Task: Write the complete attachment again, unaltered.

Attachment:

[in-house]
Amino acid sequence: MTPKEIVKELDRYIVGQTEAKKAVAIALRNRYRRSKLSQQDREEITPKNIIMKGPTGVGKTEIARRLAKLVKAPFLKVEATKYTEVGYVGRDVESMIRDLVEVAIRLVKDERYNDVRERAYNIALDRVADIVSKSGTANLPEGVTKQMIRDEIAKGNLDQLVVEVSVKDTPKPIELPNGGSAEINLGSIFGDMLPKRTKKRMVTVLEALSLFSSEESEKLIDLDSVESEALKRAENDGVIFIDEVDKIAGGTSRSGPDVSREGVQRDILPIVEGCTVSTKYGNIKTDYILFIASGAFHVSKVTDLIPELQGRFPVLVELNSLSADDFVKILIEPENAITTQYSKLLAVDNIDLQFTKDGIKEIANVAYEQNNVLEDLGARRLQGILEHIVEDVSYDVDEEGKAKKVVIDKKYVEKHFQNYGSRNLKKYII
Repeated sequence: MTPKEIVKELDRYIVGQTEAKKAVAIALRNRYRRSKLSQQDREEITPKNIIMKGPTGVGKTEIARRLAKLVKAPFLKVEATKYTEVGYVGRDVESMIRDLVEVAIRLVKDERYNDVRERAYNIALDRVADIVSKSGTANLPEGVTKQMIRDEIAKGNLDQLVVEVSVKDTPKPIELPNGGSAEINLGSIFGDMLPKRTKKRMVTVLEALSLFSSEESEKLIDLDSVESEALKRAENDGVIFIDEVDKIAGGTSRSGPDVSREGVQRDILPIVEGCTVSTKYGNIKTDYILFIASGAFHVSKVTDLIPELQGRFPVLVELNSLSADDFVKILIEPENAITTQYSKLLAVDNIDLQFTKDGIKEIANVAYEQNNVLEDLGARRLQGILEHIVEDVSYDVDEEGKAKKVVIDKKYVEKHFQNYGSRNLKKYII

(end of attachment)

[in-house]
Amino acid sequence: MTPKEIVKELDRYIVGQTEAKKAVAIALRNRYRRSKLSQQDREEITPKNIIMKGPTGVGKTEIARRLAKLVKAPFLKVEATKYTEVGYVGRDVESMIRDLVEVAIRLVKDERYNDVRERAYNIALDRVADIVSKSGTANLPEGVTKQMIRDEIAKGNLDQLVVEVSVKDTPKPIELPNGGSAEINLGSIFGDMLPKRTKKRMVTVLEALSLFSSEESEKLIDLDSVESEALKRAENDGVIFIDEVDKIAGGTSRSGPDVSREGVQRDILPIVEGCTVSTKYGNIKTDYILFIASGAFHVSKVTDLIPELQGRFPVLVELNSLSADDFVKILIEPENAITTQYSKLLAVDNIDLQFTKDGIKEIANVAYEQNNVLEDLGARRLQGILEHIVEDVSYDVDEEGKAKKVVIDKKYVEKHFQNYGSRNLKKYII
Repeated sequence: MTPKEIVKELDRYIVGQTEAKKAVAIALRNRYRRSKLSQQDREEITPKNIIMKGPTGVGKTEIARRLAKLVKAPFLKVEATKYTEVGYVGRDVESMIRDLVEVAIRLVKDERYNDVRERAYNIALDRVADIVSKSGTANLPEGVTKQMIRDEIAKGNLDQLVVEVSVKDTPKPIELPNGGSAEINLGSIFGDMLPKRTKKRMVTVLEALSLFSSEESEKLIDLDSVESEALKRAENDGVIFIDEVDKIAGGTSRSGPDVSREGVQRDILPIVEGCTVSTKYGNIKTDYILFIASGAFHVSKVTDLIPELQGRFPVLVELNSLSADDFVKILIEPENAITTQYSKLLAVDNIDLQFTKDGIKEIANVAYEQNNVLEDLGARRLQGILEHIVEDVSYDVDEEGKAKKVVIDKKYVEKHFQNYGSRNLKKYII